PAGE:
September 25, 2016

David Klein Gallery @ Detroit Art Review

With it’s commercial focus, David Klein Gallery present work that, at times, places a higher value on aesthetics than challenging the dominant paradigm—but a trio of solo exhibits, which opened on Saturday, September 17, 2016 collectively present a playful push and pull around the subject of gender roles and interpersonal relationships.

Welcoming viewers is a front window display by Derick Melander, working in the typically female-dominated realm of folded laundry. Melander’s meticulous towers and tableaus, rendered in compressed and expertly folded garments, are not only visually pleasing, but carry an intense allure for anyone with OCD aesthetics. Night Sky (2016), on the lefthand side of the gallery’s entryway, goes so far as to depict a Van Gogh-like scene, with the fold lines, punctuated by tight rolls of concentric garments, echoing the swirling brushstrokes of one of the late painter’s most popular works, The Starry Night (1889). Other works present more abstract chroma-towers, that create ombre fades through hundreds of stacked garments, resembling soft core samples or geologic strata.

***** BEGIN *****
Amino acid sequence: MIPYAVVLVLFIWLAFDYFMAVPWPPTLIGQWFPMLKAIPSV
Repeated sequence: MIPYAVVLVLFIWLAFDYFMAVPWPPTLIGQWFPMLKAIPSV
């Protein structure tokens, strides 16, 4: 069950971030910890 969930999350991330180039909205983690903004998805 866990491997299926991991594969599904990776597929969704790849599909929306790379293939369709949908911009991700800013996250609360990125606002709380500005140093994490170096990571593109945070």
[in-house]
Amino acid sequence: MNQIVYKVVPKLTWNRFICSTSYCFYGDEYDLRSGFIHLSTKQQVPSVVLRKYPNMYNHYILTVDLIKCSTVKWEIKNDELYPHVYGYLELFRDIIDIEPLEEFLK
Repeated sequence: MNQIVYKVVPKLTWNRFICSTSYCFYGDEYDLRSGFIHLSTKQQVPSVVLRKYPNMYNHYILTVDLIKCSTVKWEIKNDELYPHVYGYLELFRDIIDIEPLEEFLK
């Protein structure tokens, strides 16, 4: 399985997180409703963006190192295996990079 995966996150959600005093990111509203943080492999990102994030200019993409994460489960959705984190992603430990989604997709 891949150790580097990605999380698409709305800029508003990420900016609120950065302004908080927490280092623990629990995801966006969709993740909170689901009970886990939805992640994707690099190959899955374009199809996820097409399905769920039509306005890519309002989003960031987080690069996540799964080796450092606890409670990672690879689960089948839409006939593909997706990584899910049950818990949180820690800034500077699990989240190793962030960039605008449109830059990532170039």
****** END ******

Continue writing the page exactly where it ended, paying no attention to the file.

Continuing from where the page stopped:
With the gentleman handling the laundry, the gallery’s main room makes way for the ladies of Kelly Reemtsen’s “Over It.” The series is thematically tight, featuring three to five foot oil paintings of women in party dresses, standing on ladders or chairs, and wielding tools. Her subjects are largely generic, depicted from the shoulders, waist, or knees down, wearing lavish skirts and dresses and high heels that evoke a sense of 1950s housewife pageantry. They clutch their tools—sledgehammers, axes, shears, and chainsaws—with calm determination, or trail them coquettishly behind their backs. Already balanced in their frivolous footwear, they seem stable atop footstools and chairs, even kicking back one flirtatious foot off an A-frame ladder in Social Climber (2016). These are not women dressed for the occasion of home demolition or tree removal, and therefore the implication is a little more sinister—as the title would suggest, Reemtsen’s subjects are fed up, and preparing to take some kind of action. This clash of girly accessorizing and a hint of violence is echoed in Reemtsen’s Fuck the System sculptures (Siren Red, Frosted Pink, and Hot Pink, respectively), which feature Oldenburg-scale tubes of lipstick in stainless steel with a dazzling chrome effect, their contents stubbed out onto their pedestals like discarded cigarettes.

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